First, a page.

Television's new reality show

Rita Kirk, communications professor and director of SMU's Maguire Center for Ethics and Public Responsibility, talks about GOP contenders' spectacle behavior during debates.

by Jennifer Collins
Marketplace for Tuesday, November 8, 2011


Kai Ryssdal: The Republican presidential field schleps to Rochester, Mich., tomorrow for what feels like the umpteenth debate leading up to the primaries next year. And there will be more debates once the voting actually starts.

Why so many? Because, as Marketplace's Jennifer Collins reports, people are watching. Or more properly, they can't not watch.

Jennifer Collins: Republican candidates agree on one thing: They want President Obama out. On pretty much everything else, they fight.

Here's Texas Governor Rick Perry and former Massachusetts Governor Mitt Romney.

Mitt Romney: Would you please, would you please wait?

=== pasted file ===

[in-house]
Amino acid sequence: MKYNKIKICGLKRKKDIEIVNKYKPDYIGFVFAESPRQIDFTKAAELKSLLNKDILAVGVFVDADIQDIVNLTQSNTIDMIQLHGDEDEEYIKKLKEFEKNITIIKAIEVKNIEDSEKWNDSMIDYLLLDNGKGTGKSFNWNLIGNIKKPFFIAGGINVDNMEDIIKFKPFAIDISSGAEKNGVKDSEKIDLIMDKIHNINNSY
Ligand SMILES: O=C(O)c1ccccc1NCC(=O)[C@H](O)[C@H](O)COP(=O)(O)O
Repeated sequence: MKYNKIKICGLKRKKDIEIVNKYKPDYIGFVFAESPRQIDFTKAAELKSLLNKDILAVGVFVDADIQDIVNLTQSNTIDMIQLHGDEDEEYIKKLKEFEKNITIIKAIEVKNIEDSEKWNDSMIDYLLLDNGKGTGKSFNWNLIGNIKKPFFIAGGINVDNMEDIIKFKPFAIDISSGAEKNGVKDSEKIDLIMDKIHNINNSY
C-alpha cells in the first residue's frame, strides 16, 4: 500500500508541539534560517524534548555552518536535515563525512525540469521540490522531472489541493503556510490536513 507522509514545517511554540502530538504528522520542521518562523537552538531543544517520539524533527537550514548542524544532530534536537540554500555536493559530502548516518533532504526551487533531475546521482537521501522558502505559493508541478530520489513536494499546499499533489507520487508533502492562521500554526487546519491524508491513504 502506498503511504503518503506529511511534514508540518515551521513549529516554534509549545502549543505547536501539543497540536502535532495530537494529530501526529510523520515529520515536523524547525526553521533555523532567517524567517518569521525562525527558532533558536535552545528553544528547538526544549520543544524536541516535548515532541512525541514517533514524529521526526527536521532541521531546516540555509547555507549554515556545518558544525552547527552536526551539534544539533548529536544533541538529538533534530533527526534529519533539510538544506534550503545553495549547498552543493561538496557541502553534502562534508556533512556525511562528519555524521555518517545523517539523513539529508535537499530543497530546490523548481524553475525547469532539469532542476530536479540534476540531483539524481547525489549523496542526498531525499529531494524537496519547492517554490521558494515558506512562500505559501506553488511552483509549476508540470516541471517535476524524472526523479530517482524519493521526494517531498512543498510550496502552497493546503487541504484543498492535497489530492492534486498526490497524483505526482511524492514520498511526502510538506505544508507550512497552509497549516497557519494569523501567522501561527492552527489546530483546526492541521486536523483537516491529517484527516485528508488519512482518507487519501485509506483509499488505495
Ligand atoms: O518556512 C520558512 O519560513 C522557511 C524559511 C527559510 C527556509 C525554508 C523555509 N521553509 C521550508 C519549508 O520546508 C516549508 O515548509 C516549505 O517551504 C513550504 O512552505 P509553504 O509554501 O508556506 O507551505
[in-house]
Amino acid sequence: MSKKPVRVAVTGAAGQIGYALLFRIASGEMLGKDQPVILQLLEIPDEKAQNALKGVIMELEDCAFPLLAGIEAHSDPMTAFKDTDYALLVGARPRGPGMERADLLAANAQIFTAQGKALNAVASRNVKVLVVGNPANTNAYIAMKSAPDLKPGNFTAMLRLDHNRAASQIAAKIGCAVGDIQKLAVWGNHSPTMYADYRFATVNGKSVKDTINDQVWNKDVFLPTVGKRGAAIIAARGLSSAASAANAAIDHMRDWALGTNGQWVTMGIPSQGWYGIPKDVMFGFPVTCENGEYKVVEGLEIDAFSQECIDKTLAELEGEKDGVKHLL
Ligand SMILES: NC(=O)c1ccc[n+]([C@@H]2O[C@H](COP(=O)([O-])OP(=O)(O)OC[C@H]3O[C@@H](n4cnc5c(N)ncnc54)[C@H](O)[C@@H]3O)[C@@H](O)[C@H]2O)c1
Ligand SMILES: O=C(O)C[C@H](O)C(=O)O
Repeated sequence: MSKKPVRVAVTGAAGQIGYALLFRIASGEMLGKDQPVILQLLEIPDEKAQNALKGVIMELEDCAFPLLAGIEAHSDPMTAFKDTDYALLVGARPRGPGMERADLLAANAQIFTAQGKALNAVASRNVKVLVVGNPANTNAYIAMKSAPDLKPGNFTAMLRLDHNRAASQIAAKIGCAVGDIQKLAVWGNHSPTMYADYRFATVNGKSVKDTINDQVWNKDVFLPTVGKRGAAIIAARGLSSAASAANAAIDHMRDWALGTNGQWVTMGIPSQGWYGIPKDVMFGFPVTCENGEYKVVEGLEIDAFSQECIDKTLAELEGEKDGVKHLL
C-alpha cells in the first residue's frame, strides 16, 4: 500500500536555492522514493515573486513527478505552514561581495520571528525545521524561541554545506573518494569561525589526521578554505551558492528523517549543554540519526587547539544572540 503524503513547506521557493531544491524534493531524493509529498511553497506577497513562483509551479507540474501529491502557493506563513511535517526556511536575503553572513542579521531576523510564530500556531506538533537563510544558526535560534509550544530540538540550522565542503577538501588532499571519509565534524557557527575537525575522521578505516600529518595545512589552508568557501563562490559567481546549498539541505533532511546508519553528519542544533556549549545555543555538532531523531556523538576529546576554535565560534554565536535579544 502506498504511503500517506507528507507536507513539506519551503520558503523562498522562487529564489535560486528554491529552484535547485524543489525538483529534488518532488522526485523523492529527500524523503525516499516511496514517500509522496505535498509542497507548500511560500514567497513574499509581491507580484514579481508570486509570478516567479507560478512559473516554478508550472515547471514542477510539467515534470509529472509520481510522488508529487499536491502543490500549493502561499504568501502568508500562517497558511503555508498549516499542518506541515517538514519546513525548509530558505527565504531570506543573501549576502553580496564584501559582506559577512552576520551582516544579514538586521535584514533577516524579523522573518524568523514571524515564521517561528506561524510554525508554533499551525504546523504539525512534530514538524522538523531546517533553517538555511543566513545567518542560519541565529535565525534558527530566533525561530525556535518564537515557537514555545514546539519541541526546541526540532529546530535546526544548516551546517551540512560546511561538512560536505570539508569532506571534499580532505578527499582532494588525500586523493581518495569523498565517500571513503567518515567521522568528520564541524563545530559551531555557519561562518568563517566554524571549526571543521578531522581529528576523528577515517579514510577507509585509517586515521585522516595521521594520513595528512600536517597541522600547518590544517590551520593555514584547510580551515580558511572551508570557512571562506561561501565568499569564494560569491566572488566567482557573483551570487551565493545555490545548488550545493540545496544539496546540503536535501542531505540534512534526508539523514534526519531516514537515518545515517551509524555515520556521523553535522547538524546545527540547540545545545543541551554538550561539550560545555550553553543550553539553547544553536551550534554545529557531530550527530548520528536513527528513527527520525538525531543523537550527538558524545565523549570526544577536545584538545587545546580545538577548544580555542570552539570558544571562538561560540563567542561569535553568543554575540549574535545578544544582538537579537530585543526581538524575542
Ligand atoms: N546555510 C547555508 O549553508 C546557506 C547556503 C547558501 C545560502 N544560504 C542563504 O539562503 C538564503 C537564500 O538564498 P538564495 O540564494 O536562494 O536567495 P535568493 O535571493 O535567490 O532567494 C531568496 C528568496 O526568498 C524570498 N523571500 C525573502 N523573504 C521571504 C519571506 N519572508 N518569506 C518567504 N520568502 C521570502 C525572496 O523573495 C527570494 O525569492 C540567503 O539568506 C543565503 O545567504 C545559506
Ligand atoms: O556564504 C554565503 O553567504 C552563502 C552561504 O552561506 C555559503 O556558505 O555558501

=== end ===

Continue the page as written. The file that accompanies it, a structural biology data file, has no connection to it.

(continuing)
Rick Perry: You knew that you had illegals working at your...

Romney: Are you just going to keep talking?

They fight with moderators.

Rick Santorum: Let me finish.

Fox News' Chris Wallace (Moderator): No. No. There are rules here, sir.

Fox News' Bret Baier (Moderator): Your time has expired.

They fight about fighting.

Politico's John Harris (Moderator): But, but Speaker Gingrich...

Newt Gingrich: Look the fact, the fact, No.

Harris: We've got to, if I got into a fight but we've got...

Gingrich: The fact, the fact is -- no.

Rita Kirk: Debates have become reality TV.

Rita Kirk is a political consultant and a professor at Southern Methodist University. As the campaign gets underway, political debates are becoming major events. They're unpredictable. They've got rowdy audiences -- and even rowdier candidates....